The mobilization of outreach employees during COVID-19

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Since mid-March (March 14, 2020), COVID-19 has precipitated the closure of all public-receiving establishments. In reality, these are all establishments considered “non-essential” to daily life. Cafes, bars, restaurants, cinemas or clothing or decoration shops to name but a few are affected. This is intended to greatly limit contact and proximity to people in the city. In addition, the containment introduced is intended to limit the unseured movement of the population.

Continued activity of local businesses

Despite the containment and closure of public facilities, some places remain open. Indeed, local businesses are essential to people’s lives. This also applies to banks, pharmacies, or some post offices. These are establishments where employees continue to operate, and interact with potentially ill people. Like front-line health care workers, employees who are still on duty are at risk for their health every day. To this end, the management of the establishments has taken measures, in agreement with the Regional Health Agencies. The aim is to be able to welcome employees in a more protected environment, with strict hygiene measures.

This can be seen in many establishments: employees protect themselves with the wearing of masks and gloves. The virus spreads with droplets emitted by the mouth of a sick person. By wearing a well-positioned mask, the risk decreases, as gloves also avoid touching a contaminated surface. In the Angel bakery chain, the crew received specific equipment. Wearing a transparent polycarbonate anti-projection visor protects against potentially affected customers. All without the smile of the sellers being masked, to maintain a benevolent atmosphere at this particular time.

At the checkout, customer safety is also the order of the day. Indeed, the stores materialize separation lines of 1 meter in each customer to respect the social distance. In local supermarkets, cashiers are protected by large plexiglass windows to avoid direct contact. When paying, the guidelines recommend that you prefer the Bank Card, preferably without contact. As a result, there is far less contact on the payment terminal than by entering your personal code.

Easier access to local shops

Employees and their employers want not only to ensure their safety, but also that of their customers. In convenience stores, disinfection of affected areas is routine, such as payment terminals. However, these are not the only measures put in place by businesses. For example, some establishments have decided to create special opening slots for the safety of all. Seniors, pregnant women, or people with disabilities can therefore shop in a quieter environment. In Talence, the Intermarché supermarket opened this slot 30 minutes before the traditional opening time. A gesture of solidarity and kindness towards the most fragile.

At the same time, the health care staff are in turn “cared for” by local shops. They arrange their schedules so that doctors and nurses can make purchases after the end of their shift. A strong gesture, which reaches out to the professions subjected to intense tension, a way to thank them for their dedication. In addition, local businesses want to support another trade that is also directly affected by the virus: agriculture. Local producers are no longer able to sell their stocks, including the closure of markets to avoid gatherings.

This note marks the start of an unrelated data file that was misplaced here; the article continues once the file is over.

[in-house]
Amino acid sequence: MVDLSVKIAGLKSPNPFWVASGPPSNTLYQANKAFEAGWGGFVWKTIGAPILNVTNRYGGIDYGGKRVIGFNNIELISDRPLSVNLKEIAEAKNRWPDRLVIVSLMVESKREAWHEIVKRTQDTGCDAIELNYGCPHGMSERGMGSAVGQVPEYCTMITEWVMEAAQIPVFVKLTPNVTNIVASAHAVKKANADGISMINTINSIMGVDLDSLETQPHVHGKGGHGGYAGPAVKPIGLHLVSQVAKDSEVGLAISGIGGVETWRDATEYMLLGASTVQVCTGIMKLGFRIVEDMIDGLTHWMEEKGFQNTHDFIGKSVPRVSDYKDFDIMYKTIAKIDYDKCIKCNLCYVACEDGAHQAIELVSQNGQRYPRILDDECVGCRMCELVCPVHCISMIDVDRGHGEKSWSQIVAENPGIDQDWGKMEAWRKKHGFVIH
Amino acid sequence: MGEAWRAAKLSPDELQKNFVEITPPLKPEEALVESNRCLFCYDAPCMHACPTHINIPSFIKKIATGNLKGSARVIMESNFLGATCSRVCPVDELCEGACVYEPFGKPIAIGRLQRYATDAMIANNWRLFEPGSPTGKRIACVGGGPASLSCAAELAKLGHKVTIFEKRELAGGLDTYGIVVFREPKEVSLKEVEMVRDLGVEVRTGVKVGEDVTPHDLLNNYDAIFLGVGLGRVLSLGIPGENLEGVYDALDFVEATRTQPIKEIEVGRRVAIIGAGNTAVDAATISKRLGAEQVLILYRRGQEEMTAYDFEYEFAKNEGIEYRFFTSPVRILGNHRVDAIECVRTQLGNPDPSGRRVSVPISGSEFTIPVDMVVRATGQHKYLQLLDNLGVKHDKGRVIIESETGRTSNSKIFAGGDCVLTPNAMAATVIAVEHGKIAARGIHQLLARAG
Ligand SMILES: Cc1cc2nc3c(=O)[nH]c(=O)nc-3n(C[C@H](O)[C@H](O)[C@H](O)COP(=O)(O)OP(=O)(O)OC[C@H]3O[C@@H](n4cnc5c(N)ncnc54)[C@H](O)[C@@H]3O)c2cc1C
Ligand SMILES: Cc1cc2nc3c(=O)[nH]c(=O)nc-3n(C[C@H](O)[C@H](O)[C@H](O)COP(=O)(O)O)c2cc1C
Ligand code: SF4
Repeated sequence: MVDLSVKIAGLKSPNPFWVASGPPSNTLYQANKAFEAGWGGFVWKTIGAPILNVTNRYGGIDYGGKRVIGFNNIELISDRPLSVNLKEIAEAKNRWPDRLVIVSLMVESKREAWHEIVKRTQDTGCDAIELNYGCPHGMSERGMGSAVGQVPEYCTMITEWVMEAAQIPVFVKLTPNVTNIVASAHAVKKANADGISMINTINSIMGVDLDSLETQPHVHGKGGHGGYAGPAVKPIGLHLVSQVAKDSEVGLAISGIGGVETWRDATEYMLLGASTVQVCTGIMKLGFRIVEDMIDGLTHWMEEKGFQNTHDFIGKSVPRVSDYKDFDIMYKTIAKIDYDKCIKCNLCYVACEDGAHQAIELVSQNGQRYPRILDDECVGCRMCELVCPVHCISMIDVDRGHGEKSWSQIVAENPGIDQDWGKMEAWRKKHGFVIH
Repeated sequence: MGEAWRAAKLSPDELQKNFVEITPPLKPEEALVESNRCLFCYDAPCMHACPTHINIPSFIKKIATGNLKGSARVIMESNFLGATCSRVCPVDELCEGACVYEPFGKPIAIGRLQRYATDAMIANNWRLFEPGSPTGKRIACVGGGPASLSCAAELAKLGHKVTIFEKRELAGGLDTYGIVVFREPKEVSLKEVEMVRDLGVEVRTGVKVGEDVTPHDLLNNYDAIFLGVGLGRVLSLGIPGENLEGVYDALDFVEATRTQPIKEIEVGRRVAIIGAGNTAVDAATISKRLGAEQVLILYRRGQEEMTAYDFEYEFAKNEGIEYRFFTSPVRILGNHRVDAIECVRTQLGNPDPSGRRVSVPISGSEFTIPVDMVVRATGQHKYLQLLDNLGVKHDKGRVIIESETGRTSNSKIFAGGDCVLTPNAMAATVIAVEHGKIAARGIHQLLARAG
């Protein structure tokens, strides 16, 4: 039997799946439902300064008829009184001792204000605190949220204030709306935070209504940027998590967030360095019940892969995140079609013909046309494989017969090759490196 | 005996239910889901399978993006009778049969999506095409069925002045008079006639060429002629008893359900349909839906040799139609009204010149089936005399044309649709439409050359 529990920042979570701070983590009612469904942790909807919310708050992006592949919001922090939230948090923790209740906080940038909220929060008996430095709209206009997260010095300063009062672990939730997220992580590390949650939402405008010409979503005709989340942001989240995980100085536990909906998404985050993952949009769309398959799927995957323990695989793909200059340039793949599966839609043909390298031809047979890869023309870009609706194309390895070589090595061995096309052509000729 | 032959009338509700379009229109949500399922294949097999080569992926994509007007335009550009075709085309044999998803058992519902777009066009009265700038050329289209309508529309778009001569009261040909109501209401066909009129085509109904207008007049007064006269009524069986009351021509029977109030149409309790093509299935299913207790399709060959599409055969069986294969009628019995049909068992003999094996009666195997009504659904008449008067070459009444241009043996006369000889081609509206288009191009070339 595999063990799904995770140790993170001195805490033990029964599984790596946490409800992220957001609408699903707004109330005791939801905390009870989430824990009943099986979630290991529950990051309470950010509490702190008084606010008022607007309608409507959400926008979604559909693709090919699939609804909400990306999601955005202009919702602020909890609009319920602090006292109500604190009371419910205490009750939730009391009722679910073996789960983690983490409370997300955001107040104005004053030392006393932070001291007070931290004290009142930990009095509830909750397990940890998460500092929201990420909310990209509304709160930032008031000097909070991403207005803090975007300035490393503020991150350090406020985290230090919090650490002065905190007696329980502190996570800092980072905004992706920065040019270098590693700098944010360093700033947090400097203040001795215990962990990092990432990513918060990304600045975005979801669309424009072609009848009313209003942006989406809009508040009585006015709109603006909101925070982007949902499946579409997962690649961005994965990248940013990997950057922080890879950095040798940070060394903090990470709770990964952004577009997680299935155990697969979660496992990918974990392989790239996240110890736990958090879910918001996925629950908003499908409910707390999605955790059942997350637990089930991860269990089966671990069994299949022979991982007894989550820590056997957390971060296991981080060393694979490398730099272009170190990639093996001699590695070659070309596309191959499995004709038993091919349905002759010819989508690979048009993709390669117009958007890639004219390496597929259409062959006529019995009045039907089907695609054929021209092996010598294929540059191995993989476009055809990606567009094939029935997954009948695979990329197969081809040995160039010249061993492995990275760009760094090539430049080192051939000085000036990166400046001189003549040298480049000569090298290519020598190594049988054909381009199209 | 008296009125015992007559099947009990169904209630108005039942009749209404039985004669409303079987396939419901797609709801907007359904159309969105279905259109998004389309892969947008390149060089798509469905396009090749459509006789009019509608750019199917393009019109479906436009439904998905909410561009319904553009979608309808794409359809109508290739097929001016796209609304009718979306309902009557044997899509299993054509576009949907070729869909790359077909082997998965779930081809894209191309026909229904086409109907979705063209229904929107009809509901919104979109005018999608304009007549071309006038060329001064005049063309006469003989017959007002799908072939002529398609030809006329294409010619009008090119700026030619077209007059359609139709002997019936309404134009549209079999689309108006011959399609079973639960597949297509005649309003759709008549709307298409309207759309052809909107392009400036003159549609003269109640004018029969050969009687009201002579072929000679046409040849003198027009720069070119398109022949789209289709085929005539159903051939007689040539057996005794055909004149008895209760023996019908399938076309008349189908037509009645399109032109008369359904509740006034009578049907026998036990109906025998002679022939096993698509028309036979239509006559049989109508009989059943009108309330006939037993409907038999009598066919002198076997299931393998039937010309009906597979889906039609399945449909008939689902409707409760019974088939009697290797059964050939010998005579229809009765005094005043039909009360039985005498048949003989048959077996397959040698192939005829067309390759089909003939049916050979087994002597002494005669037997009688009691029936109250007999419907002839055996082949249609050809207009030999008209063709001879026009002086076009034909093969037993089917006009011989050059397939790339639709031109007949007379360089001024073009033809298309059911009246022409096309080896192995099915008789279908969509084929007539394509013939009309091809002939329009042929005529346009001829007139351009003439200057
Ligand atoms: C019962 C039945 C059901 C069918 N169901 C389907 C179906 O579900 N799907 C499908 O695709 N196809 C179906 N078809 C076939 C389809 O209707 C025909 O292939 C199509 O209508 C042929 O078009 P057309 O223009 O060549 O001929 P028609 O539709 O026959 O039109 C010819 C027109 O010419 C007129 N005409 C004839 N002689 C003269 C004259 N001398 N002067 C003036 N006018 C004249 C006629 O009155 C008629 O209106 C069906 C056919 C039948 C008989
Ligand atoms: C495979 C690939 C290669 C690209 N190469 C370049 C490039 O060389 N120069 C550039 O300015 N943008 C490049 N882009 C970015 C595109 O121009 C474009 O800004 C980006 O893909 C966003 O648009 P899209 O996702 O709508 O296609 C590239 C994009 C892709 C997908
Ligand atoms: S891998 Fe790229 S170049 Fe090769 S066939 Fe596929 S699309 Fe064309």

To this end, local supermarkets offer farmers to deposit their unsold stocks. This helps to increase the supply of fresh produce to stores while helping local farmers. Real gestures of solidarity that put balm in the hearts of those who suffer from COVID-19. However, solidarity does not end there.

Recruit volunteers to help outreach teams

Supporting and relieving are the watchwords in a global pandemic. In Bordeaux, as in the rest of the country, certain sectors of activity are experiencing labour pressure. Indeed, the fear of contracting the virus is important. Teams working in local businesses are limited. This means that the number of hours worked each week is also increasing. In this context, some training organizations have decided to respond. To accompany these already overworked workers, they send candidates ready to help on a daily basis. Although life has slowed down, it has not stopped, and the need for labour is becoming vital.

Some industries regularly publish part-time job openings. This helps to maintain the economic activity already well damaged by the virus. Among them, cleanliness, home help / EHPAD, transport, agri-food, logistics or mass distribution. Without these sectors, the French economy would collapse, as these occupations are indispensable for all citizens. It is also for this reason that training organisations remain in contact with their partners in the regions. This allows for good follow-up of files with alternates, in a complex period where the issue of employment is central.

At the same time, there are Employer Groups for Insertion and Qualification (GEIQ). They are collectives of companies led by their members. They connect people in difficulty to access employment with member companies that recruit. Employees are trained in the trade and available directly. An advantage to help unemployed employees and businesses impacted by the lack of employees. Solidarity leads to the recognition of all French people.

Audrey KOZACZKA – BORDEAUX Business

Sources:

GEIQ – Employer groups for integration and qualification

Ange Press Release – March 25, 2020 – Ange Bakery Network Continues to Work While Protecting Customers and Employees

GEIC Press Release – March 27, 2020 – These employees of the Employer Groups for Insertion and Qualification engaged during the COVID-19 health crisis

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